By all accounts, F-Mart will develop into a good player in time. There’s no guarantee of this, but that’s what the scouts and the Mets say. He has the tools, they say, to be a star in this game. General manager Omar Minaya said it, but he also said, Martinez needs to play and not languish on the bench.
So why is he?
I’m not concerned anymore that a negative experience in the majors will scar him. If it does, he didn’t have the right make up to begin with. He learned from not running out the pop-up. If he becomes a star, he might consider it a watershed moment.
But, he needs to play. So play him here or in the minor leagues. The Mets have enough outfield depth to where they can live without Martinez for the time being.
Reports have Omar Minaya and Jeff Wilpon in Atlanta to meet with Jerry Manuel and Oliver Perez to best figure out how to handle the disintegrating lefty.
1) Convince him to accept a minor league assignment. As a veteran of at least five years he has the right of veto. The pros of going to the minor leagues is it could demoralize the already shaky Perez emotionally beyond repair. Nobody has a way of knowing for sure. Theoretically, he’ll get consistent work in, albeit away from pitching coach Dan Warthen.
2) Keep him around where he could work with Warthen and pitch out of the bullpen in a to-be-determined role. The disadvantage is not getting consistent work against live hitters.
3) Put him on the DL with a knee (injury). All of a sudden Perez was wrapped in ice after Saturday’s start and said it had been hurting him all year. This is the path of least resistance because the Mets can bring somebody up and Perez can still be around the team to work out.
We’ll know tonight.
MARTINEZ: One more year?
I remember talking with Pedro Martinez the last day of the season and him telling me he never felt ready between rehabbing injuries and taking time off to visit his ailing father.
“I don’t want to leave this way,” Martinez told me then. “I didn’t feel right this year. I know I can still pitch.”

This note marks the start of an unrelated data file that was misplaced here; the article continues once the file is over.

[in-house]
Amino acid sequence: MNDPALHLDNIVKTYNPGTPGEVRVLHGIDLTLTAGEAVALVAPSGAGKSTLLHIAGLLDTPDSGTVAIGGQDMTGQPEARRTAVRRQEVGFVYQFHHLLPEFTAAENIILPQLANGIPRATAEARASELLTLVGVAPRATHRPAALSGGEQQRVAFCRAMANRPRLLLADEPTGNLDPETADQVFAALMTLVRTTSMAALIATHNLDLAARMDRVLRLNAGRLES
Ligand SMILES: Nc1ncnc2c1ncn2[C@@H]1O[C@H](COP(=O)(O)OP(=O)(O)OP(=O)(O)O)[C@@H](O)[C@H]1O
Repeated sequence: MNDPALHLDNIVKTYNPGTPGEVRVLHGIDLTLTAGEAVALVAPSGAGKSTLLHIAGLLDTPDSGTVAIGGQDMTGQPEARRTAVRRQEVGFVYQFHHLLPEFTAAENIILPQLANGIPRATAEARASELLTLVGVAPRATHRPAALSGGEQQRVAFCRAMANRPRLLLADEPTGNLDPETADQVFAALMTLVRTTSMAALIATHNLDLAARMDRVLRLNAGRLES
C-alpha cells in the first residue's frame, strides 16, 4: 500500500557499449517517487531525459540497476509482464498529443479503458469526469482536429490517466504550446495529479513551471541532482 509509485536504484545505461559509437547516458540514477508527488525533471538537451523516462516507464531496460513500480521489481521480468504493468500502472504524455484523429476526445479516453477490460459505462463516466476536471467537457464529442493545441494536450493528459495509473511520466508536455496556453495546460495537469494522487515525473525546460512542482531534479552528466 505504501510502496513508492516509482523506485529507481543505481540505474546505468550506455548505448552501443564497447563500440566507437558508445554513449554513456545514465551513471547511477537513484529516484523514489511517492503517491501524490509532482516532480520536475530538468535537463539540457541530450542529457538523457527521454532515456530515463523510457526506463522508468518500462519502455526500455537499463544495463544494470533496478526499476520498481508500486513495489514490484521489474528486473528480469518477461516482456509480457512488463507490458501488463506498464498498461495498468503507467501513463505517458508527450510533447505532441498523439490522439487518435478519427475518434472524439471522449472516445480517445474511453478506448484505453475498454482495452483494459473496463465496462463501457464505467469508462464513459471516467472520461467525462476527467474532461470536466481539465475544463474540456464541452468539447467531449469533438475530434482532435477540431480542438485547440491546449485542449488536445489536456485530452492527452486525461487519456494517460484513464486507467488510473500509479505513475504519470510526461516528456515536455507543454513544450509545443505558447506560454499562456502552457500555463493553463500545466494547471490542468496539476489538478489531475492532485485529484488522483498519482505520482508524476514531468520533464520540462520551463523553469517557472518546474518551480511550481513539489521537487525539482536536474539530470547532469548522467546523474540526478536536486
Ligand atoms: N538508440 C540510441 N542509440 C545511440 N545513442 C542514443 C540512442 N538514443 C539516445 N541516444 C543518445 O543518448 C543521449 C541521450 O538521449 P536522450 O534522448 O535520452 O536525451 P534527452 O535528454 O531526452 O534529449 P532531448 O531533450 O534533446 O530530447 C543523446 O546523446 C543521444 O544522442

Martinez had his moments last season, both good and bad, but a guy with his heart shouldn’t be easily dismissed. If his pride lets him be a fourth or fifth starter, then he’s worth it. Let’s face it, could he be any worse than Freddy Garcia or Tim Redding?
There’s a report out of the Dominican Republic that has Omar Minaya meeting with Martinez about bringing the 37-year-old future Hall of Famer back for an encore to his four-year, $53 million contract.
Let’s face it, the Mets aren’t set with their rotation. With no assurances they’ll re-sign Oliver Perez, bringing back Martinez in a stop gap role makes sense. He’s not the young stud we’d all like, but there aren’t any guarantees Jon Niese is that guy, either.
GARCIA: Worth the gamble.
GM Omar Minaya said a team can’t have enough pitching, that he’s always interested in stockpiling bodies for spring training.
Freddy Garcia, 34, who has pitched in just 14 games the last two seasons because of an injured shoulder, qualifies more as a body than he does certified pitching. He’s logged only 73 combined innings with Detroit and Philly the last two years, but was worth the risk to be signed to a minor league deal last night that could balloon to $7.5 million with incentives (starts and/or innings).
Garcia won 17 games for the 2006 White Sox, and the Mets had some interest after that season.At this point, Garcia is another body, but a good signing if he’s healthy for that cost. It also sends a message to Oliver Perez they aren’t waiting.
Oliver Perez is 27, lefthanded and can throw the hell out of the ball. He is also inconsistent and for all his natural skills was 10-7 with a 4.22 ERA last season. This after a seemingly breakout year in 2007.
Mets ace Johan Santana endorsed his return to GM Omar Minaya in a conference call yesterday.
“I think has learned a lot from last year,” Santana said. “I had a great time with him and hopefully Omar will be able to keep him. He matured. He learned every game is important.
“I told him from the beginning, it doesn’t matter what you do tomorrow, you have to learn from today. Sometimes he lets his emotions take over, so he could be more mature this year. Hopefully, Omar and his agent will find a way to keep him in New York. He’s not just a great guy, but a good pitcher, too. He’s going to be a good one.”
The Mets’ current thinking is $30 million over three years, but Perez’s agent, Scott Boras, wants more in both money and years, with reports of $52 million over four years.
That’s more money than Perez is worth based on production, but the thing about these contracts is they are also based on potential.
Do you believe Santana? Do you believe Perez has learned enough to take the next step? Is he worth the fourth year?